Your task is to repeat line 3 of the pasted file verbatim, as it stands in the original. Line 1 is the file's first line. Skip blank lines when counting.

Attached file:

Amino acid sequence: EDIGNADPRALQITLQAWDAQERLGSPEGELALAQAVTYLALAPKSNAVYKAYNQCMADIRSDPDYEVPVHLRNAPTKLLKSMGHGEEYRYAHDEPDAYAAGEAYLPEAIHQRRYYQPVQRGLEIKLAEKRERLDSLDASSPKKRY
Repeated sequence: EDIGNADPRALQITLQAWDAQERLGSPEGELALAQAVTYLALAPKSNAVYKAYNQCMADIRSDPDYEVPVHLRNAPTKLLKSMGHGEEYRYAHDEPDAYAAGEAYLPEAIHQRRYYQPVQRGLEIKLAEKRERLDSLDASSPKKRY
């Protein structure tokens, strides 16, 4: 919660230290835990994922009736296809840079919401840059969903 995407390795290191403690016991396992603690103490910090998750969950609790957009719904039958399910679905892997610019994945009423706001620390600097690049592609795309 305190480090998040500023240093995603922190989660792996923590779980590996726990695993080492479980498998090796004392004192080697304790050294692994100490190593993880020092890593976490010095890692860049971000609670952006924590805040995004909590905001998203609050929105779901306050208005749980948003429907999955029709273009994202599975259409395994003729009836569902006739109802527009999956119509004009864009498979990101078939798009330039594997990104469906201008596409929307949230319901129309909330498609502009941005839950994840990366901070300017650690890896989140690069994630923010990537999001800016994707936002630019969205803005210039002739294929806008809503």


């Protein structure tokens, strides 16, 4: 919660230290835990994922009736296809840079919401840059969903 995407390795290191403690016991396992603690103490910090998750969950609790957009719904039958399910679905892997610019994945009423706001620390600097690049592609795309 305190480090998040500023240093995603922190989660792996923590779980590996726990695993080492479980498998090796004392004192080697304790050294692994100490190593993880020092890593976490010095890692860049971000609670952006924590805040995004909590905001998203609050929105779901306050208005749980948003429907999955029709273009994202599975259409395994003729009836569902006739109802527009999956119509004009864009498979990101078939798009330039594997990104469906201008596409929307949230319901129309909330498609502009941005839950994840990366901070300017650690890896989140690069994630923010990537999001800016994707936002630019969205803005210039002739294929806008809503």